What are the areas that FlyLady technique can help you with?

Firstly, clutter. The technique was devised to help people sort out their overstuffed lives and on that particular topic it’s been proven very successful.

Cilley and the FlyLady technique believes that it’s never a simple question of “organising” your clutter. “Clutter cannot be organised,” Cilley says. “Clutter stands in the way of you finding success and peace in your life.” It has to be thrown out in order to be solved.

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Like with everything in the FlyLady technique, it’s about taking small steps to forming a habit. Break every large task into smaller ones, and tackle them for no longer than 15 minutes at a time. Do one small thing every day and you’ll notice incremental change in your life, the technique preaches.

For example, if you’re working on decluttering your wardrobe – and you’ve asked yourself the questions that you should be asking before doing a major closet overhaul – then try breaking it down category by category. If you need to keep separating the tasks into smaller increments then do it, right until you have a nice little 15 minute-long parcel that you can do each day until you’ve achieved your decluttering goals. 

What are the weekly home blessings?

Again, the secret to the FlyLady technique is thinking small. So like the babysteps mentioned above, the weekly home blessings are small tasks, completed in 10 minutes, that Cilley recommends people do once a week to “bless” their home.

The tasks are pretty obvious: vacuum, dust, empty bins, change sheets, polish mirrors or doors, quick mop. This is not deep cleaning, this is just 10 minutes of a quick task in order to stay on top of everything that needs to be done.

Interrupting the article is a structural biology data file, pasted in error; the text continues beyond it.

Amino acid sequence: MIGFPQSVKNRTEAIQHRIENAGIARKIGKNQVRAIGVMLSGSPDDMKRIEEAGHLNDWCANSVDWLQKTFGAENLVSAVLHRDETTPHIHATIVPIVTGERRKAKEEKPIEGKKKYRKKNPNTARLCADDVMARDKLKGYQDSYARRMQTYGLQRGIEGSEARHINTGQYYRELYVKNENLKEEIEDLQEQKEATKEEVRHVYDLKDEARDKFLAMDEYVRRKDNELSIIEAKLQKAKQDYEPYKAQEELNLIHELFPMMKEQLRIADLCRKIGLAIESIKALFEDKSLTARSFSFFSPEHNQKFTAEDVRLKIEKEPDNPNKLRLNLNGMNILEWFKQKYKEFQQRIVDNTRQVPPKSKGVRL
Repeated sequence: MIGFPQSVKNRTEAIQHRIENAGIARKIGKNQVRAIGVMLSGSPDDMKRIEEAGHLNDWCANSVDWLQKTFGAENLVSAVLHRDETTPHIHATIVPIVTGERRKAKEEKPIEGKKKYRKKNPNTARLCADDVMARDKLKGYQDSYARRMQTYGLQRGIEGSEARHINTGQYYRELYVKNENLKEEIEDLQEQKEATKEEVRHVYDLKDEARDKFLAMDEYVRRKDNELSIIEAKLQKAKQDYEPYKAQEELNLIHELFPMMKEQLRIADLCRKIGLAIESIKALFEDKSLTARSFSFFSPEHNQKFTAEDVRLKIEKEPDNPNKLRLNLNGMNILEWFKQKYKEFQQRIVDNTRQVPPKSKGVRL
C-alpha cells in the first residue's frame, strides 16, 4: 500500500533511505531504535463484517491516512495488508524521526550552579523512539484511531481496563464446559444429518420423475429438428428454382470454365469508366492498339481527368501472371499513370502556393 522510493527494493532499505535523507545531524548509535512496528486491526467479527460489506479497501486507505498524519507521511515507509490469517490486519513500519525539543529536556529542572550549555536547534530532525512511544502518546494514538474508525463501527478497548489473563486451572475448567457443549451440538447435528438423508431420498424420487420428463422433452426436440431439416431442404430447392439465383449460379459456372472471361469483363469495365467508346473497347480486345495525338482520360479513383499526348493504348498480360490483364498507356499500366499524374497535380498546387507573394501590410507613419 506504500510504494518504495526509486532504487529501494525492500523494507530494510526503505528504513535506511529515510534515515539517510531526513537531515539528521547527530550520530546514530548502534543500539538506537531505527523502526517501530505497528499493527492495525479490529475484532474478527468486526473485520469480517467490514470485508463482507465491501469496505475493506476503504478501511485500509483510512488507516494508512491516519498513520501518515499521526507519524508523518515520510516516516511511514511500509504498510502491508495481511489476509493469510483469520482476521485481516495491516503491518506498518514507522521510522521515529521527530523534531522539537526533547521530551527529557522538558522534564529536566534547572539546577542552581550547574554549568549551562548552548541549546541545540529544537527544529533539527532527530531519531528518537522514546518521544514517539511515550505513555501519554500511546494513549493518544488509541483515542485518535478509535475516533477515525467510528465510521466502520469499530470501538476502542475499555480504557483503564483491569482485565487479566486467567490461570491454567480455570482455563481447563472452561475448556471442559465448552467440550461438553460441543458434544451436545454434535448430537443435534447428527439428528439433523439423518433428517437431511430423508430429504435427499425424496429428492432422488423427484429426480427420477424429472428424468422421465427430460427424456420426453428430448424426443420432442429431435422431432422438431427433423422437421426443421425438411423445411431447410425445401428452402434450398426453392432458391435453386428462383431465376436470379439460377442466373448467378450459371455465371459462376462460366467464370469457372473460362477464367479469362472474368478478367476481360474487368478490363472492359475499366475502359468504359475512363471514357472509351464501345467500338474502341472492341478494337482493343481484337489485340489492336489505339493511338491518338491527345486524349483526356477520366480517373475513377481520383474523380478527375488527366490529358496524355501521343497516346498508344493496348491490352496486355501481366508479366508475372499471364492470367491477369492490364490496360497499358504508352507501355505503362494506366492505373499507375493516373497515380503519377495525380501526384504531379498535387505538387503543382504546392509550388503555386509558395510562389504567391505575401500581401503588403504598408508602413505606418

“Don’t obsess,” Cilley has explained. It should take you no more than an hour, if you’re following the 10 minute rule. “Set your timer… then quit,” she has said. 

Is the FlyLady technique about more than just decluttering?

That’s the point. As Cilley has said, this technique is about giving women “freedom” from the clutter that overwhelms their life. In that way, it’s a little bit more than just a home organisation technique, it can even be considered self-help.

Cilley has said that she never wants anyone who comes to the technique to feel like they have failed. “Don’t expect to do it all at once,” she has said in an interview. “Start small and let the snowball effect happen. Also, you need to learn to forgive yourself for missing days. Sometimes that’s the hardest part, forgiveness.” 

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This is the language of the FlyLady technique – wise words for all aspects of life, right?

Cilley’s theory is also that you can apply some of the techniques to other aspects of your life. For example, the “babysteps” and 15 minutes rule can be useful for building any habit, like going to the gym, learning to meditate or starting a big creative project. 

What have people said about the FlyLady technique?

Hundreds of thousands of people around the world have tried the FlyLady technique since Cilley started it back in 1999. And they love it. Like, they really love it.

“I am realising more and more just how much I haven’t been loving myself as I practice implementing your habits and routines,” one person wrote in a testimonial. “Thank you FlyLady for being willing to change. You are helping me (and many others) to also.” 

Sounds pretty good, right? Will you try it? 

Images: Getty, Unsplash